West's fire department was called to a blaze at the plant at 7.29pm. Muska, himself a volunteer firefighter, said the blast that followed knocked off his fire helmet and blew out the doors and windows of his home.
He said the main fire was under control by 11pm, but residents were urged to remain indoors because of the threat of new explosions or leaks of ammonia from the plant's ruins.
In the hours after the blast, many of the town's residents wandered the dark and windy streets searching for shelter. Among them was Julie Zahirniako, who said she and son Anthony had been playing at a school near the fertiliser plant when the explosion hit. She was walking the track, he was kicking a football.
The explosion threw her son 4 feet in the air, breaking his ribs. She said she saw people running from the nursing home and the roof of the school lifted into the air.
"The fire was so high," she said. "It was just as loud as it could be. The ground and everything was shaking."
Erick Perez, 21, was playing basketball when the fire started. He and his friends thought nothing of it at first, but about a half hour later, the smoke changed colour. The blast threw him, his nephew and others to the ground, and showered the area with hot embers, shrapnel and debris.
"The explosion was like nothing I've ever seen before," Perez said. "This town is hurt really bad."
In the hours after the blast, entry into West was slow-going as the roads were jammed with emergency vehicles rushing to help.
Fires were still smouldering in the ruins of the plant and in several surrounding buildings.
Aerial footage showed injured people being treated on the flood-lit football field that had been turned into a staging area for emergency responders.
Councilman Vanek said first-responders were treating victims at about half a dozen sites, and he saw several injured residents from the nursing home being treated at the community centre.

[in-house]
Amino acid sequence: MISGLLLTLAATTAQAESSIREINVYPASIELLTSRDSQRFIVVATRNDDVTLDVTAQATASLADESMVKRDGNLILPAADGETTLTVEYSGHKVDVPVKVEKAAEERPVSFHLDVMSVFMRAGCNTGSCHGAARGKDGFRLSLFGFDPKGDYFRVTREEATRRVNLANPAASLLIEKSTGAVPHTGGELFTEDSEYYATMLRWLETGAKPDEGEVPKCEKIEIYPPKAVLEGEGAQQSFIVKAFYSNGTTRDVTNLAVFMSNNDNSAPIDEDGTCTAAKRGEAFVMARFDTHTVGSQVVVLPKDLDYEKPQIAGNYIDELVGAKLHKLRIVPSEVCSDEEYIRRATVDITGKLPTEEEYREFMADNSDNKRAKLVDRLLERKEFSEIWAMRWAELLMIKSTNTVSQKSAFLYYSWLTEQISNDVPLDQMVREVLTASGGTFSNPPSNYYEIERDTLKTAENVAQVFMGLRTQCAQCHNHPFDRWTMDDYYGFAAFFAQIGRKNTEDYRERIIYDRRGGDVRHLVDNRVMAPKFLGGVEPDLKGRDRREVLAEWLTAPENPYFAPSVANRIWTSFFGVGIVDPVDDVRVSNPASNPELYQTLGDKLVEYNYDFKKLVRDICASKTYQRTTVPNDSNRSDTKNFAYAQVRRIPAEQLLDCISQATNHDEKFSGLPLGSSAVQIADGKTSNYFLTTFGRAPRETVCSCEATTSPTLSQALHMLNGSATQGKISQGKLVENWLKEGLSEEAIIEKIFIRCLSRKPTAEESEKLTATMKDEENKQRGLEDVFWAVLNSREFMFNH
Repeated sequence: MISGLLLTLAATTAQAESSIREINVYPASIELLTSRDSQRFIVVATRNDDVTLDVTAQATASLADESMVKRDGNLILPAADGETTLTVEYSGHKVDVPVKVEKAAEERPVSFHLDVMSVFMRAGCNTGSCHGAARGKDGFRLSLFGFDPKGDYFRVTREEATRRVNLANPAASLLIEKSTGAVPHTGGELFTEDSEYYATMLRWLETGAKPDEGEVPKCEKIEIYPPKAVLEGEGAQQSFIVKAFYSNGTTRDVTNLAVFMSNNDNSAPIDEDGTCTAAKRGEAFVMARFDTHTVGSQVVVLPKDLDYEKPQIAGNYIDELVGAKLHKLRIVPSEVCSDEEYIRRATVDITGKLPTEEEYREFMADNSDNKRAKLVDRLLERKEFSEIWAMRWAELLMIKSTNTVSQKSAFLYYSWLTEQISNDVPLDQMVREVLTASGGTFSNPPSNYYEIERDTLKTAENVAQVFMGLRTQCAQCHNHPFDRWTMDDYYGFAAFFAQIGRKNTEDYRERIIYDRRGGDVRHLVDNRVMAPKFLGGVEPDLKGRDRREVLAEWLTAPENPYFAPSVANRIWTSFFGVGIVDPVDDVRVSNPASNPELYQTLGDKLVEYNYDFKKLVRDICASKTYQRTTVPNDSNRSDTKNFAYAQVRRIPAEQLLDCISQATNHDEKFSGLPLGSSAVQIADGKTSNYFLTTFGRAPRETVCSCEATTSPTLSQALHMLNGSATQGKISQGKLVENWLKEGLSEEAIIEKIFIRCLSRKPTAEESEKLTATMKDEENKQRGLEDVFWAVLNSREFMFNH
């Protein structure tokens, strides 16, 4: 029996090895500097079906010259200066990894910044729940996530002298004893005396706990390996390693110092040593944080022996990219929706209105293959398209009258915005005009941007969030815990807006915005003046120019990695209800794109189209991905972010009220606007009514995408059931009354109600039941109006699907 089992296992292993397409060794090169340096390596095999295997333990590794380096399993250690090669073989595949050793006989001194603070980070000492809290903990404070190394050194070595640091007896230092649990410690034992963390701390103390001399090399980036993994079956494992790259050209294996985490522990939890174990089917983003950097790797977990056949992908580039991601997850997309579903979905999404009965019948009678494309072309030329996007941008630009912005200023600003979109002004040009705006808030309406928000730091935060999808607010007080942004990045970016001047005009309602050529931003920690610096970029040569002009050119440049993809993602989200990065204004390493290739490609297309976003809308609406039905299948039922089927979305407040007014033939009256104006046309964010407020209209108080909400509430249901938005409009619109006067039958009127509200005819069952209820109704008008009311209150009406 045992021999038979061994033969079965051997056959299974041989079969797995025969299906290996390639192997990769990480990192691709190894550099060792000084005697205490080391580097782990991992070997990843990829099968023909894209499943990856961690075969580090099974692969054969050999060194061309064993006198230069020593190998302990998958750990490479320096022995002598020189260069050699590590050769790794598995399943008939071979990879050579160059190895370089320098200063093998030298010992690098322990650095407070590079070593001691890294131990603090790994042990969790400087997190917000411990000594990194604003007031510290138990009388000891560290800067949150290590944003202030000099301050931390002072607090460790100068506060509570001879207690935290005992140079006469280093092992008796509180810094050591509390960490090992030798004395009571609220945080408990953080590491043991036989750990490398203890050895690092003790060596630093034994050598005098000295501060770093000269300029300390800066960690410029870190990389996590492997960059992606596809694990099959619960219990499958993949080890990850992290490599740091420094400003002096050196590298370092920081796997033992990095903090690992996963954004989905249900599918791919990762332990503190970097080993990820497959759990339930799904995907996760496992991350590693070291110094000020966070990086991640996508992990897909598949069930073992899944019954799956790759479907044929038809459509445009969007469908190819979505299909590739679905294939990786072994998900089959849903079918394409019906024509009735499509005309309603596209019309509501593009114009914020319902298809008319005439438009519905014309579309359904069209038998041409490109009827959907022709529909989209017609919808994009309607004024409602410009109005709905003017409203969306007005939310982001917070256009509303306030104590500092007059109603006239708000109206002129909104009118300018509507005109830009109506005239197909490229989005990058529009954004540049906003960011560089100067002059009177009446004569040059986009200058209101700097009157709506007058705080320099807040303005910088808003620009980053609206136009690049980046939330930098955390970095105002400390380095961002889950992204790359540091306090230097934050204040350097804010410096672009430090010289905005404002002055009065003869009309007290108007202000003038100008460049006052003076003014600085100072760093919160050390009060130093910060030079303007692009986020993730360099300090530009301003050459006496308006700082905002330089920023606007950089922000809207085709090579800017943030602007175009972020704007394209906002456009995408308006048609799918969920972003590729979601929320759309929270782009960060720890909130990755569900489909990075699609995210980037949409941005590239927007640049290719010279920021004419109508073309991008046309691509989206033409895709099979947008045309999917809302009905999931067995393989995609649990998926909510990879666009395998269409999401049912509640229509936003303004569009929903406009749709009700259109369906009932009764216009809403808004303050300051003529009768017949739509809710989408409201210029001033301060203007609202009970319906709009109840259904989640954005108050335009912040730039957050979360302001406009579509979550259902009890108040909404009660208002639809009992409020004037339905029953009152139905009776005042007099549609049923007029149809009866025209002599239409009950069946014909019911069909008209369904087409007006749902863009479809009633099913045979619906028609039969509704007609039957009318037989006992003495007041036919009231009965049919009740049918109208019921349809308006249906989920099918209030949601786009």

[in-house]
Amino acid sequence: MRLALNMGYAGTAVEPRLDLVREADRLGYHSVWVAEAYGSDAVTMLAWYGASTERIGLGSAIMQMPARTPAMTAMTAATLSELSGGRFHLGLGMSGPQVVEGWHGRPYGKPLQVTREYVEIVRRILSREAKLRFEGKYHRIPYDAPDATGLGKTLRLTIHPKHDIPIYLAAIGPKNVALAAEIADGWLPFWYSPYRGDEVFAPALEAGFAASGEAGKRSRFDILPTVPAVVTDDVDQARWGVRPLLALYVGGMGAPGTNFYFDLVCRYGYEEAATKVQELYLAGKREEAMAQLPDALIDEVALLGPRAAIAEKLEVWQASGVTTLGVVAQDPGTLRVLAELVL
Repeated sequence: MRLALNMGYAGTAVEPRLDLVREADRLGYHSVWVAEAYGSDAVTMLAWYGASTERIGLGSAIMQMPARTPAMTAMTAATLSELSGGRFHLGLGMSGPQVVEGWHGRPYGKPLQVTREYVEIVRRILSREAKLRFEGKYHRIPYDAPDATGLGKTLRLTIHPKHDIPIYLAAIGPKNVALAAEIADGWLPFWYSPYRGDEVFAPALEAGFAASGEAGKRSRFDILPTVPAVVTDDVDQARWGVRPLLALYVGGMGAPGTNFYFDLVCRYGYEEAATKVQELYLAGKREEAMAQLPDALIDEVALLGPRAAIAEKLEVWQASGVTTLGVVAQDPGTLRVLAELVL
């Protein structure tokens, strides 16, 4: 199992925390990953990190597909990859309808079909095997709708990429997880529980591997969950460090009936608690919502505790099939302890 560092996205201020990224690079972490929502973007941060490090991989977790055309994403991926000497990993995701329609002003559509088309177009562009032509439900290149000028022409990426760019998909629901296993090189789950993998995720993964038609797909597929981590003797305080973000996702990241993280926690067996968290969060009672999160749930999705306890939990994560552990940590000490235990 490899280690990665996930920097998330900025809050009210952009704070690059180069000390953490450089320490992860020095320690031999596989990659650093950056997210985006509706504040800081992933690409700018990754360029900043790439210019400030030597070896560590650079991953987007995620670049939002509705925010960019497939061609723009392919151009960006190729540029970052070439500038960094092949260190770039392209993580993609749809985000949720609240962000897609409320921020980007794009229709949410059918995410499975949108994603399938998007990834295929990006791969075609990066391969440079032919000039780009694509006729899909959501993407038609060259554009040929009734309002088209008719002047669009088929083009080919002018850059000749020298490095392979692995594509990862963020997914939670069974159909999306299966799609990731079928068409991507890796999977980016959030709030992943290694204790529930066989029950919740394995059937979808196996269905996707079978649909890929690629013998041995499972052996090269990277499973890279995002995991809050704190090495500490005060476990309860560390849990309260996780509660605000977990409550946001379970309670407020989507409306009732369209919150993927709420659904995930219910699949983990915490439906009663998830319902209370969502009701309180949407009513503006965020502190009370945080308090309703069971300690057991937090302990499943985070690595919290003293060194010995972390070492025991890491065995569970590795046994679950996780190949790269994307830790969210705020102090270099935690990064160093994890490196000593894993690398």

Glenn A. Robinson, the chief executive of Hillcrest Baptist Medical Centre in Waco, told CNN that his hospital had received 66 injured people for treatment, including 38 who were seriously hurt.
He said the issues included blast injuries, orthopaedic injuries, large wounds and a lot of lacerations and cuts. The hospital had set up a hotline for families of the victims to get information, he said.
Debby Marak told the AP that when she finished teaching her religion class on Wednesday night, she noticed a lot of smoke in the area across town near the plant.
She said she drove over to see what was happening, and when she got there, two boys came running towards her screaming that the authorities had ordered everyone out because the plant was going to explode.
She said she had driven only about a block when the blast happened.
"It was like being in a tornado," Ms Marak said. "Stuff was flying everywhere. It blew out my windshield. It was like the whole earth shook."
She called her husband and asked him to fetch her. When they got to their home about 4km south of town, her husband told her what he'd seen: a huge fireball that rose like "a mushroom cloud".